It is important to emphasize that the operation of the serving nodes is symmetrical. The serving node 3 pair, ADM 5 and ADM 6, serves one of the unidirectional fibers in each PPS ring. Similarly, the serving node 4 pair, ADM 7 and ADM 8, serves the other unidirectional fiber. With this arrangement, (1) service will continue between the rings during loss of the serving node 3 or 4, including interconnecting links within each serving node; and (2) there is always a path between the rings with the loss of either node. Restoration is automatic in the event of a node failure; no rerouting of traffic between nodes is necessary. Also, both the rings 1 and 2 are treated as autonomous, independent rings, which creates a robust network. This means the ring 1 can operate at the STS-1 level, and the ring 2 can operate at the VT level. More notably, this configuration can survive a simultaneous fiber break in both the ring networks without loss of communication between the rings.
If, as described above, the SONET PPS rings are connected together by signals at lower levels (e.g., DSn: n=1, 2, 3) than the SONET level, the SONET access PPS ring may not be connected properly, providing inadequate protection against a failure, i.e., inadequate survivability of signals in the event of a failure.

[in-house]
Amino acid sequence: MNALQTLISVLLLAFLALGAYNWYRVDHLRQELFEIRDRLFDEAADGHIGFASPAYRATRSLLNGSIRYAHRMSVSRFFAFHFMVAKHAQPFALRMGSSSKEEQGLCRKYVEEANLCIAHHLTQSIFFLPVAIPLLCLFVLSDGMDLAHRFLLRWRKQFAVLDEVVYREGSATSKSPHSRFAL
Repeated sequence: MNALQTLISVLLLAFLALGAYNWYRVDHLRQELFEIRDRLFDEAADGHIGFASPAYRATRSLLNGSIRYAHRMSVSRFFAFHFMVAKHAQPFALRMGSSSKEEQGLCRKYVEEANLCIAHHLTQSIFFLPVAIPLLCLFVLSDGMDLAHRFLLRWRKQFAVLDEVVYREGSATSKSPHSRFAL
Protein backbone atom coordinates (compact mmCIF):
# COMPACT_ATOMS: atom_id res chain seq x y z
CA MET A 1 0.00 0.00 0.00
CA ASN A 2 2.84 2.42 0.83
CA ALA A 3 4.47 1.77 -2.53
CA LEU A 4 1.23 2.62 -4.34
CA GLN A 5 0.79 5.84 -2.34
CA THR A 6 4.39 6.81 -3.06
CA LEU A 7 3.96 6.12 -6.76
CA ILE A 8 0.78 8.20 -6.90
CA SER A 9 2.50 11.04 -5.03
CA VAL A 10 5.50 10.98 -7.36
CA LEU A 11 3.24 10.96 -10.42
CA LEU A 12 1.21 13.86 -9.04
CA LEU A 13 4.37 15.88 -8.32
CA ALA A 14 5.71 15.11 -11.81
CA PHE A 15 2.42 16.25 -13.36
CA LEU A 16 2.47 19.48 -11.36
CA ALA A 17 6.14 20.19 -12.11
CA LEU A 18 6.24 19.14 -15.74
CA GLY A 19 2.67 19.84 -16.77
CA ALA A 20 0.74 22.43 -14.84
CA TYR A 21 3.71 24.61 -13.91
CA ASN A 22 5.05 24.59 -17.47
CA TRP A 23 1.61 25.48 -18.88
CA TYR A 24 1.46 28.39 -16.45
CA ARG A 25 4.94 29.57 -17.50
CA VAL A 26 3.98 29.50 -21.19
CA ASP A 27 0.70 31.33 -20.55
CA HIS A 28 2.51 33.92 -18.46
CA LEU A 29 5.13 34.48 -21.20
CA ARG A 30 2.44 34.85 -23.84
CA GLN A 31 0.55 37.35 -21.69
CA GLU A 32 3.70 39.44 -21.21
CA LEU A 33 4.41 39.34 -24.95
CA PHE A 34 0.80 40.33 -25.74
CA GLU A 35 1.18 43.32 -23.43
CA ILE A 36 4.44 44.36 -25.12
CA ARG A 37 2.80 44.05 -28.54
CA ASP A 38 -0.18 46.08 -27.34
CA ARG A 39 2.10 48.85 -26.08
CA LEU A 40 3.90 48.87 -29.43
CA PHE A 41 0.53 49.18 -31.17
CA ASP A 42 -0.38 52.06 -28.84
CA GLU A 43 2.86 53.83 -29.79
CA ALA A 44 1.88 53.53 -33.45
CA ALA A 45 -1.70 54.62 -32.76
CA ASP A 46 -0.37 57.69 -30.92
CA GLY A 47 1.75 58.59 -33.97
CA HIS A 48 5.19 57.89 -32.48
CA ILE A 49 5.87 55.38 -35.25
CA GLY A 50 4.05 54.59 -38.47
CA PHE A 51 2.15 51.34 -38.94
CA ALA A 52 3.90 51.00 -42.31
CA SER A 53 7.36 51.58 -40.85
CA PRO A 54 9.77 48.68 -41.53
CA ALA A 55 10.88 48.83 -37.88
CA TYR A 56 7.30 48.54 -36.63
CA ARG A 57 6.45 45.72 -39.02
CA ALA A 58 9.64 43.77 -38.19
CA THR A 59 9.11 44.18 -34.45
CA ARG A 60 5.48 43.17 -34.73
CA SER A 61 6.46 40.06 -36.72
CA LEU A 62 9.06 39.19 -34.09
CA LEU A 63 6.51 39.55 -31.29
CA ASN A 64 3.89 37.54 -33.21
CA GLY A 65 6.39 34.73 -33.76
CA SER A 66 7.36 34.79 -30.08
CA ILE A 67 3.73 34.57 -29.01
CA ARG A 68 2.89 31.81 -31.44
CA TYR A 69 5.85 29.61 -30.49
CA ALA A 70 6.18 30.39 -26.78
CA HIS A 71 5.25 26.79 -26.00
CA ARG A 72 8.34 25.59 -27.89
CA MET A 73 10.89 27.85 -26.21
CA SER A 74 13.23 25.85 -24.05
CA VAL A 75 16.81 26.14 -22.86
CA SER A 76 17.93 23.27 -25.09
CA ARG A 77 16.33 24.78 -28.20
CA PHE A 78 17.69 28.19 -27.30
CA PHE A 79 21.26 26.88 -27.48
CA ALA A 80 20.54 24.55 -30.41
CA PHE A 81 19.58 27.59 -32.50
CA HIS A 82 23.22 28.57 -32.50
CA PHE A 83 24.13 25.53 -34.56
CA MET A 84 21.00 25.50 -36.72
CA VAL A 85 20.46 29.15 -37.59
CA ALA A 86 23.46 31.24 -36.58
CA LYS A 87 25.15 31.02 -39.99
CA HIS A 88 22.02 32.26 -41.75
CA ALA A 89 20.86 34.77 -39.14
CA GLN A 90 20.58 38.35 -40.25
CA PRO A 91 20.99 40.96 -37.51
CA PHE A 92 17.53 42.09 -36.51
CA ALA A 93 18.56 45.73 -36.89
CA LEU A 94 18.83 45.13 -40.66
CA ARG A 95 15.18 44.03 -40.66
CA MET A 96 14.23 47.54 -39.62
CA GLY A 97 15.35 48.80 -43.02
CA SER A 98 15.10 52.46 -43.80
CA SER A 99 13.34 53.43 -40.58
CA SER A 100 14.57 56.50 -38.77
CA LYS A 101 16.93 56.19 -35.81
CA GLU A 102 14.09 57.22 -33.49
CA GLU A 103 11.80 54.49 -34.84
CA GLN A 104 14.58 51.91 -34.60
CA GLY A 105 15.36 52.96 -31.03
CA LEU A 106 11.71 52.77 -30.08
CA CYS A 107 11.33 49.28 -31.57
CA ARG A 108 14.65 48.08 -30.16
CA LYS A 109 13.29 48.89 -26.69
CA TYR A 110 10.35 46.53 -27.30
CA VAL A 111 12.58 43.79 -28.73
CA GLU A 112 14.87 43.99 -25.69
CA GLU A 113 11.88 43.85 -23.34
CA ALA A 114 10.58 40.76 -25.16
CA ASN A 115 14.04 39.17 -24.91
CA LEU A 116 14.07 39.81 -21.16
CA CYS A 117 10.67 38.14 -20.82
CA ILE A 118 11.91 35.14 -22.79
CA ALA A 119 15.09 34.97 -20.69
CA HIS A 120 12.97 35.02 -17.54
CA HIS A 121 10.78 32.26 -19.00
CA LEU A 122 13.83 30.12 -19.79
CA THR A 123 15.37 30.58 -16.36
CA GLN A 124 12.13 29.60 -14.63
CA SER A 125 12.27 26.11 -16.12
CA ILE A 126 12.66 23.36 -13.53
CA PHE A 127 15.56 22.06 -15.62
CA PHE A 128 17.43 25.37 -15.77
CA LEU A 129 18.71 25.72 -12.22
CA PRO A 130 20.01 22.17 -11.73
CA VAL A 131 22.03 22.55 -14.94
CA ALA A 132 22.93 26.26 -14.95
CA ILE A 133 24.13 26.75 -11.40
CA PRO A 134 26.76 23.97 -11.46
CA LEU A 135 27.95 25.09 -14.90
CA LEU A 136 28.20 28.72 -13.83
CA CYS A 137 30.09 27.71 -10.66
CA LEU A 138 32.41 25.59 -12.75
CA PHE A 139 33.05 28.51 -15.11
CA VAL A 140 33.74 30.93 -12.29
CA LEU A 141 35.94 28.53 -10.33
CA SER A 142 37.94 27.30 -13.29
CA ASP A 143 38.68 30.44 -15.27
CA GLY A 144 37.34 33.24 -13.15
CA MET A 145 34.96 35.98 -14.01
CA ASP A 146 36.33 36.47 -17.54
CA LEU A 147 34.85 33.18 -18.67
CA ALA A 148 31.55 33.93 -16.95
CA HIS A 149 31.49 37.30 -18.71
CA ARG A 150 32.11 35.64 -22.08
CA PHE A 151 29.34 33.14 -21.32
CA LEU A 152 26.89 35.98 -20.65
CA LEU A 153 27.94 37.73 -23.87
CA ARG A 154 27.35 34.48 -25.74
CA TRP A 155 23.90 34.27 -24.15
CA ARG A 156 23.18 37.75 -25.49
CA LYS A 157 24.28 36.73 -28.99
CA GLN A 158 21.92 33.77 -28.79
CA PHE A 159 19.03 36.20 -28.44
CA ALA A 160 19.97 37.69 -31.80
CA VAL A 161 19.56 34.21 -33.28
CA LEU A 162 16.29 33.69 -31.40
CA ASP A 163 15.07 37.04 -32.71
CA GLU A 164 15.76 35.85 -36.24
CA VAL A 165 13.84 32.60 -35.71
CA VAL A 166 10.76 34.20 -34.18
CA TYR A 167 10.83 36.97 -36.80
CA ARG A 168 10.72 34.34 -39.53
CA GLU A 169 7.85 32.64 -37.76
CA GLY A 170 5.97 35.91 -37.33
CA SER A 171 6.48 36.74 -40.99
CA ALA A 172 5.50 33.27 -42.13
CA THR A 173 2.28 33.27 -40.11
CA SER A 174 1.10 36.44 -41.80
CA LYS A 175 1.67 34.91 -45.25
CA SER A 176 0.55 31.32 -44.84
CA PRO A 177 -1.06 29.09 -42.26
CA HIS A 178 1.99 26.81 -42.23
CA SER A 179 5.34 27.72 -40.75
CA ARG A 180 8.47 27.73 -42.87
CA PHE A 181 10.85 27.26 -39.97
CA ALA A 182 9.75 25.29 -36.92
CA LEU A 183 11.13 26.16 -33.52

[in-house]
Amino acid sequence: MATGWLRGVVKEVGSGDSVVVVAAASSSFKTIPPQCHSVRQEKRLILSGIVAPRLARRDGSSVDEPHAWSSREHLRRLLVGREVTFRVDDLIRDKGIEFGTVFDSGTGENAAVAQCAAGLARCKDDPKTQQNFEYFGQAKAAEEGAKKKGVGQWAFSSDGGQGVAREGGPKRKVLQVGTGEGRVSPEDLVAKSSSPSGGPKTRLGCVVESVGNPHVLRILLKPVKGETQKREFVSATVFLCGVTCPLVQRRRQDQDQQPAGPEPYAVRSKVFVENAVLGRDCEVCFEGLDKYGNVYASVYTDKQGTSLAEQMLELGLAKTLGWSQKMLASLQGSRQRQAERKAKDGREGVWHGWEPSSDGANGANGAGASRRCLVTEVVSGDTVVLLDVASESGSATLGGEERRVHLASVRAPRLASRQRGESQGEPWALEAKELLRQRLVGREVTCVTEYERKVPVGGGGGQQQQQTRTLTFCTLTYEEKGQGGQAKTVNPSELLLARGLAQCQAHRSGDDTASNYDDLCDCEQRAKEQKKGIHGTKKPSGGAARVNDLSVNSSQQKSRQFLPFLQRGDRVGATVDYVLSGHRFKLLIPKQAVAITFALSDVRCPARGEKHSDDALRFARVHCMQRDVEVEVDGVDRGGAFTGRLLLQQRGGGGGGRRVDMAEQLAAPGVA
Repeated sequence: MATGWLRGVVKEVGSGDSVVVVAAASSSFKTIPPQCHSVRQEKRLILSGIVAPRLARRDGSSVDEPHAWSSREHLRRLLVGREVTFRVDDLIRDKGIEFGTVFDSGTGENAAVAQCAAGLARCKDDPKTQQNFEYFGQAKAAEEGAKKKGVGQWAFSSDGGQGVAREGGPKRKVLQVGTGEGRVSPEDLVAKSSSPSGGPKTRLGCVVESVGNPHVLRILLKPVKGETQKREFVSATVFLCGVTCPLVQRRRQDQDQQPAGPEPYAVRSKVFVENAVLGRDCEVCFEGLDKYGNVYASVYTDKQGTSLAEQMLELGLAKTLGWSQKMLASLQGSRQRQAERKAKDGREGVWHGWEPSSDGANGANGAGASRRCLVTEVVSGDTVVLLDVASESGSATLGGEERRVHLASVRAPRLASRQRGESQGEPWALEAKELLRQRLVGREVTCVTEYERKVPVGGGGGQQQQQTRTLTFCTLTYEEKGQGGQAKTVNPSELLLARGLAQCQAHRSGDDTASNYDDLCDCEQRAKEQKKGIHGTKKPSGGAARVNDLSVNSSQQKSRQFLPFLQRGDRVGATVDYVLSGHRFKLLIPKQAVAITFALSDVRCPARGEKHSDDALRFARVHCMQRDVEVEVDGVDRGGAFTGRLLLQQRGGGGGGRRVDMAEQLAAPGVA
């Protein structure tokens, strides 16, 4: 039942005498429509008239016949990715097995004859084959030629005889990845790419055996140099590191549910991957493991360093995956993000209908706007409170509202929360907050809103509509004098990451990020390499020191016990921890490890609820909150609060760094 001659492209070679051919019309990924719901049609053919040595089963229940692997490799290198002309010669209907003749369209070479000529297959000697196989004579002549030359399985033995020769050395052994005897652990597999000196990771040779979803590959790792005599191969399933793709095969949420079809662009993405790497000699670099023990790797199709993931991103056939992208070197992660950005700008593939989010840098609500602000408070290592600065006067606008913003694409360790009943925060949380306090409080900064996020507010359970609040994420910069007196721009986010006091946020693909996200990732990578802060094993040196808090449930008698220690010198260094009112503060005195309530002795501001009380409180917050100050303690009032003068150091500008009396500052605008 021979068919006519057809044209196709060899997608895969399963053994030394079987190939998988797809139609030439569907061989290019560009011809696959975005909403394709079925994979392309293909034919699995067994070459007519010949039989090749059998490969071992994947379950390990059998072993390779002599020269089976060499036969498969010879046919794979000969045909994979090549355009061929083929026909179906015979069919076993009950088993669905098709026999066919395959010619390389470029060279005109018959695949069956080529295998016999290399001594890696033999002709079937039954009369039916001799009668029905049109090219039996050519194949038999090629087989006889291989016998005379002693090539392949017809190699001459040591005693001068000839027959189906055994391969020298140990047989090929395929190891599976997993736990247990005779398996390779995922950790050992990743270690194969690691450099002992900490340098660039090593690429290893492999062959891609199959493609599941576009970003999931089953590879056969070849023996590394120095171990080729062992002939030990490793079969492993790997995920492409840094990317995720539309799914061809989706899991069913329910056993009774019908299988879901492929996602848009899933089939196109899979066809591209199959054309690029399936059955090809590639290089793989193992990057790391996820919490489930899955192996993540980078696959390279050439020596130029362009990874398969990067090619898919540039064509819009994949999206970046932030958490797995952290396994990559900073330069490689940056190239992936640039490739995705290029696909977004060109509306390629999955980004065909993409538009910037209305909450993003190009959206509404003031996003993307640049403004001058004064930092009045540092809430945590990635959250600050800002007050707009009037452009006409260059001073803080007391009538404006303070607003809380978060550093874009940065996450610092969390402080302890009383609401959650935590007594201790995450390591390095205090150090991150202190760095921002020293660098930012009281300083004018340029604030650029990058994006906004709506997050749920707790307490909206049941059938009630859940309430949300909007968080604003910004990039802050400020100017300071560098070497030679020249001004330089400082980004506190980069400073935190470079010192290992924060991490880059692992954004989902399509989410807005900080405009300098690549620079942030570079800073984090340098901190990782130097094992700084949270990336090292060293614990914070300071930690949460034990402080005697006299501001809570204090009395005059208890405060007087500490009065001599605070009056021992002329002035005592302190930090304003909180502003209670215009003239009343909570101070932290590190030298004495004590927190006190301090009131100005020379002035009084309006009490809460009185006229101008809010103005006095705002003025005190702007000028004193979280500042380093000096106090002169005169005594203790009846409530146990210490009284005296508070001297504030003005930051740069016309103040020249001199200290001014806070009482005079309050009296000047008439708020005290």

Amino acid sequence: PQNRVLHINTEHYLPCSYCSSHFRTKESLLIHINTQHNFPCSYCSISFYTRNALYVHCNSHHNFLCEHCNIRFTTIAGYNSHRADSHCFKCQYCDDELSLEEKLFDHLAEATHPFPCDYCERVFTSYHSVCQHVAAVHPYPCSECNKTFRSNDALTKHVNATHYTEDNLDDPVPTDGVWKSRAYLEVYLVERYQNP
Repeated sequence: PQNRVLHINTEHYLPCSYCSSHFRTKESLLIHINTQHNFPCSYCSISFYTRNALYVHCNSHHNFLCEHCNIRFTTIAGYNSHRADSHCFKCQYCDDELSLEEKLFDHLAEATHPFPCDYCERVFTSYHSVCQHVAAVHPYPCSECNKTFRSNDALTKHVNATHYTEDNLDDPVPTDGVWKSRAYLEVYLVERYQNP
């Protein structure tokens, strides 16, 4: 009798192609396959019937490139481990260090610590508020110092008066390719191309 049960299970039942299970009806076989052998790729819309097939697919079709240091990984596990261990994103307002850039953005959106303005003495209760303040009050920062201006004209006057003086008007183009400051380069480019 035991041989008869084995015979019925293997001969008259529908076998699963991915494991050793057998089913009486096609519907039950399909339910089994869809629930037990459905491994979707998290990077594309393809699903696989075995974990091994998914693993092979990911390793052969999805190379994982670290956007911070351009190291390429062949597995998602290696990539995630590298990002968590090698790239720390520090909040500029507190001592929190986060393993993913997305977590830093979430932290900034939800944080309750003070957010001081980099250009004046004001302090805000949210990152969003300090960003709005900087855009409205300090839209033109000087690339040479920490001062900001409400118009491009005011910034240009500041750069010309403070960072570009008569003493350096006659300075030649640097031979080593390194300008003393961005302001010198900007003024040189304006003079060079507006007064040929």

That is, in the event that, when the rings are connected by DSn, a break occurs in the ring connection location, a VT Path AIS (Alarm Indication Signal) or STS (Synchronous Transport Signal) Path AIS, which is at the SONET level, cannot be sent out. If, when DSn is used in the ring connection, a break occurs in the connection, DSnAIS will be sent out. In the SONET PPS rings, the VT Path AIS or STS Path AIS triggers path switching for survivability of traffic. If the rings are connected by DSn, therefore, the SONET-level PPS ring cannot protect traffic because path switching cannot be performed.
Reference will be made to FIG. 2 to describe the survivability of traffic by performing path switching in the PPS ring at the SONET STS level.
Here, an example is taken in which the SONET PPS ring provides protection against a fiber (cable) cut. FIG. 2 shows an example of a PPS ring configuration which uses SONET ADMs that add/drop STS-1. For simplicity, only the drop side is shown. On the ring there are provided four SONET STS-1 level ADMs to form nodes #1, #2, #3, and #4. Each of these ADMs adds/drops three STS-1 signals. That is, a single SONET ADM is placed in each of the nodes #1 to #4. Furthermore, it is assumed that a single STS-1 path exists between SONET ADMs.